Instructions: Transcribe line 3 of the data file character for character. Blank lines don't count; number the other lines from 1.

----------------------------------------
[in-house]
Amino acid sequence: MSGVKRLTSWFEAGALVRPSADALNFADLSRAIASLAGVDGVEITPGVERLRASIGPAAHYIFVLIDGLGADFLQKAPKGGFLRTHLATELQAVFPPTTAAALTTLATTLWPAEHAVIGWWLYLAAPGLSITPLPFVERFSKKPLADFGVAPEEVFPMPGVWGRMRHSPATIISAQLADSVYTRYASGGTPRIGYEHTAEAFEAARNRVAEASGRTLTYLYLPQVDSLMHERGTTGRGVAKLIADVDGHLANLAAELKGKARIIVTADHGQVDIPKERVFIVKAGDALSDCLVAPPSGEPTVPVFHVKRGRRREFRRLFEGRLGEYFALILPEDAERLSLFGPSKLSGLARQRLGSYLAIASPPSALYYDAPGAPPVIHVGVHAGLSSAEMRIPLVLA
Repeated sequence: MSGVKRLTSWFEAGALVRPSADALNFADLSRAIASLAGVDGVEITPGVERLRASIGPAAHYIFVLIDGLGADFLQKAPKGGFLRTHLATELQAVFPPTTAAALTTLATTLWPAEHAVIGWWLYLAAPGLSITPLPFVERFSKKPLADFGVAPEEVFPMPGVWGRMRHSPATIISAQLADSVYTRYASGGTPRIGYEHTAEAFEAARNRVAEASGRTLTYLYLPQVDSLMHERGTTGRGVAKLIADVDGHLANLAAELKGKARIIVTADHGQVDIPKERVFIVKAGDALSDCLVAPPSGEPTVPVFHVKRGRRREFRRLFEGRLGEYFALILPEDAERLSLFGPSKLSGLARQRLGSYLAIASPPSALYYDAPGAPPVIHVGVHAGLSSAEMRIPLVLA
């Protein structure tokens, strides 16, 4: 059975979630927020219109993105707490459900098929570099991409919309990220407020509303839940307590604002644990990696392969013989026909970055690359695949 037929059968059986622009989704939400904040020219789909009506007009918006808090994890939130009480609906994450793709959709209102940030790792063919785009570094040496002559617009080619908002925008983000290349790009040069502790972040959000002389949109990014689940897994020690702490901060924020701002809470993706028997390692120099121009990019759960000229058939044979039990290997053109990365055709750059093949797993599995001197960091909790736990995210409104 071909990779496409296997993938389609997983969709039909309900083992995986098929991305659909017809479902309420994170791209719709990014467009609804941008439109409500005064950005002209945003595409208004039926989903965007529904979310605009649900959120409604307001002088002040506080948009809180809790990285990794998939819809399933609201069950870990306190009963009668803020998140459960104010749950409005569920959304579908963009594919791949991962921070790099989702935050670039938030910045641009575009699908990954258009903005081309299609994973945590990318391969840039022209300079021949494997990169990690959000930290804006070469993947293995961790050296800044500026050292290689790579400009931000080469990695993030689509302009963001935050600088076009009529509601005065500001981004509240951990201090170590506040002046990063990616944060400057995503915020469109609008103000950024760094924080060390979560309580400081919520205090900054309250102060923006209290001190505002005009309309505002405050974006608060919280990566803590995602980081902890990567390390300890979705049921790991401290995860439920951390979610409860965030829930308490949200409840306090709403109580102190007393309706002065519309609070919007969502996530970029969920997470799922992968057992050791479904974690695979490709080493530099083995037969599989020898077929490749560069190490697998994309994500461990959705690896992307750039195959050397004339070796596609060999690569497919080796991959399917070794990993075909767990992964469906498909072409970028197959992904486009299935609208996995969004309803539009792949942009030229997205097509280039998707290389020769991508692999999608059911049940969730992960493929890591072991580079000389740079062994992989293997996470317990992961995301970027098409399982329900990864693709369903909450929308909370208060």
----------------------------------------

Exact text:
Repeated sequence: MSGVKRLTSWFEAGALVRPSADALNFADLSRAIASLAGVDGVEITPGVERLRASIGPAAHYIFVLIDGLGADFLQKAPKGGFLRTHLATELQAVFPPTTAAALTTLATTLWPAEHAVIGWWLYLAAPGLSITPLPFVERFSKKPLADFGVAPEEVFPMPGVWGRMRHSPATIISAQLADSVYTRYASGGTPRIGYEHTAEAFEAARNRVAEASGRTLTYLYLPQVDSLMHERGTTGRGVAKLIADVDGHLANLAAELKGKARIIVTADHGQVDIPKERVFIVKAGDALSDCLVAPPSGEPTVPVFHVKRGRRREFRRLFEGRLGEYFALILPEDAERLSLFGPSKLSGLARQRLGSYLAIASPPSALYYDAPGAPPVIHVGVHAGLSSAEMRIPLVLA